For students entering the final year of their program this September, the anxiety of finding a first “real” job may be the cause of a few sleepless nights for some. And for those that are able to sleep soundly, soothing dreams of entry-level jobs at major corporations are likely providing them with comforting images through the nights.     But maybe 4th-year college students and recent grads should be dreaming about jobs other than entry-level positions at bureaucracy-rich Fortune 500 companies. Sure, with the way the economy is these days, striving for a job – any ­job – that is even somewhat related to one’s major is ambitious. The smartest new grads, however, have targeted goals on their mind: They’ve got startups in their career crosshairs.   A job at a startup provides opportunities that few career paths can. Such jobs offer young professionals room to contribute, gain new skills, make mistakes (and learn from them), and prosper. The same cannot be said for the average entry-level job at a typical major corporation. Those jobs tend to be strictly defined as opposed to dynamic. Many startups, on the other hand, spend their early years finding their true direction. Flickr, for instance, was born out of an online role-playing game. The photo exchange capabilities built into the RPG proved to be more popular than the game itself, causing Flickr’s founders to reposition their company. Testing out ideas, changing directions, and re-strategizing is common among startups. Employees at new ventures learn to adapt, gain new skills, and leave their comfort zone quite frequently. Surprises, twists and turns, and curve balls can certainly be scary, but being in such an environment is an experience that pays dividends in the long run.   And what about those disenfranchised college students who, if they’re not busy listening to Arcade Fire or dissecting Catcher in the Rye, are pining about the lack of voice they’ll have at a large corporation. If you identify as one of those, well then I have some news for you: You’re right. The execs probably won’t care about whatever suggestions you have, young noob (although the good ones will at least pretend to). But if you find yourself on the floor of a startup, not only will the CEO listen to what you’ve got to say, he or she will genuinely seek out your feedback and act on it accordingly.      Now get this: If your idea turns out to be a dud, that might actually be a good thing at a startup. Jake Eichengreen, who works at VegasTechFund, told what surprised him the most about working at the young tech investment company: “After the first couple weeks, the only feedback I got was that I hadn’t screwed up enough,” he says. “They encourage us to take big risks and just stand by them and learn. It’s a really experimental culture.”     All in all, the smartest grads spend some of the early years of their career at a startup. It’s an environment where any young professional can prosper. Being surrounded by ambitious teammates who are experiencing high levels of job satisfaction thanks to the limited bureaucracy, the abundance of recognition, and the challenging but flexible environment will push anyone to be their best. So to all the new grads out there: Don’t forget the young scrappy ventures when you begin applying for jobs. It might just be the best decision of your career.      Be sure to follow us on Twitter and like us on Facebook to keep up to date with the latest in startups, tech, and business.       Read More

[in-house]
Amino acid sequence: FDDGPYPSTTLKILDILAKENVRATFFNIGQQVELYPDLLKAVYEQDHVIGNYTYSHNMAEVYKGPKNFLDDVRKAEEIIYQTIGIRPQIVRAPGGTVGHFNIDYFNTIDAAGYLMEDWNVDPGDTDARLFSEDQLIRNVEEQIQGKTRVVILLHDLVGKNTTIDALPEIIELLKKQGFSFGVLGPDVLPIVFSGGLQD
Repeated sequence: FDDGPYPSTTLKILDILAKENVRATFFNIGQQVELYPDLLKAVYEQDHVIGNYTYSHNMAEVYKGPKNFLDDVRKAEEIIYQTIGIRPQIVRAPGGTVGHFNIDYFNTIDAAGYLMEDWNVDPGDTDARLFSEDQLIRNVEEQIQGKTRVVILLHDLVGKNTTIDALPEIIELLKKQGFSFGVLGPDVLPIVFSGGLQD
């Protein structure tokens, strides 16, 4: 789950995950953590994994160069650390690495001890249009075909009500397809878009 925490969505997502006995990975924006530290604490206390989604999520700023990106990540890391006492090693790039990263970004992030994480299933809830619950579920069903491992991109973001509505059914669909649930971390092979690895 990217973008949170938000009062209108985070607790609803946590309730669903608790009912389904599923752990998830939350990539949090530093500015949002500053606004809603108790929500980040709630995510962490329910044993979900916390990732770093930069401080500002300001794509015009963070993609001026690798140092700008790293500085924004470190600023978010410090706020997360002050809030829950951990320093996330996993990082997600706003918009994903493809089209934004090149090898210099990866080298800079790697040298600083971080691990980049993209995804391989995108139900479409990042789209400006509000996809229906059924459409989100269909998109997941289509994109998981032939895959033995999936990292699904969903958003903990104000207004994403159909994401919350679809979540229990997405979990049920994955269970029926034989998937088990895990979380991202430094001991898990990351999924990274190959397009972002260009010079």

The only way to achieve unbridled startup success is by signing over part of your business to a venture capital company in exchange for cold hard cash – right? Wrong. Startups from all corners of the country have found massive success without having to shell out a portion of the profits to a VC partner. By using personal savings or taking out business loans, you can get your dream project off the ground without surrendering equity.   Here are 5 startups that made it big without the help of a VC. Read More